The incidence and severity of toxicity, tumor response to treatment and survival serve as primary endpoints for defining the dose (Phase I) and assessing the activity (Phase II) and efficacy (Phase III) of anticancer drugs. Researchers at the Center for Childhood Cancer Research (CCCR), including Frank M. Balis, MD, and Elizabeth Fox, MD, are working to identify biomarkers that will sensitively detect and accurately measure the intensity of critical organ toxicities before long-term damage occurs to serve as surrogate endpoints for Phase I trials.
The standard chemotherapy regimen used to treat osteosarcoma, the most common type of bone cancer in children and adolescents, includes two drugs that can damage the kidneys. An ongoing clinical trial in the CCCR is studying new approaches to lessen or circumvent the kidney damage caused by these drugs. The primary endpoint of this trial is a panel of acute kidney injury biomarkers measured in the urine 24 hours after the drugs are administered. These biomarkers are more sensitive than standard clinical tests of kidney function, and can provide a rapid assessment of the impact of the new preventive measures.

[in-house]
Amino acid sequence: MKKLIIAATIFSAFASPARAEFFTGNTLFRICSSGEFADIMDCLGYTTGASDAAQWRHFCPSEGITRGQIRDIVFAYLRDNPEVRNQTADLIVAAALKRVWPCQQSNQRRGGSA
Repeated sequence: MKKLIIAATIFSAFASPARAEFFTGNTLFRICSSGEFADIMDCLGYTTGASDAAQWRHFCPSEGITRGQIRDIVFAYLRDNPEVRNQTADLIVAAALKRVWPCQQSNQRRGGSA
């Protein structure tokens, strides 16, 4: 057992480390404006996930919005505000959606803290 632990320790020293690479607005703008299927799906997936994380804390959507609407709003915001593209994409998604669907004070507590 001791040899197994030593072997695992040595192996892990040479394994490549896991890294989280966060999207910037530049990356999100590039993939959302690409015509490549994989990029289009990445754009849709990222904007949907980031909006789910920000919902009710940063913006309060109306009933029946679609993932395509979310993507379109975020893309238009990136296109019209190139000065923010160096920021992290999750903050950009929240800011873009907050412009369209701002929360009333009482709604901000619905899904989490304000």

In addition, biomarkers that reflect tumor burden are being developed to measure response to anticancer drugs and potentially serve as a surrogate endpoint that could predict for survival on Phase III trials. Predictive biomarkers would have the potential to substantially expedite clinical drug development.
CCCR investigators are focused on identifying and validating serum tumor biomarkers for neuroblastoma and osteosarcoma. If these biomarkers, which are shed from tumor cells into the circulation, accurately reflect the burden of viable tumor, they could potentially be used to measure response to treatment and estimate the likelihood that a patient will survive their cancer.
Tumor biomarkers also serve as diagnostic tools and for assessing prognosis at the time of initial presentation.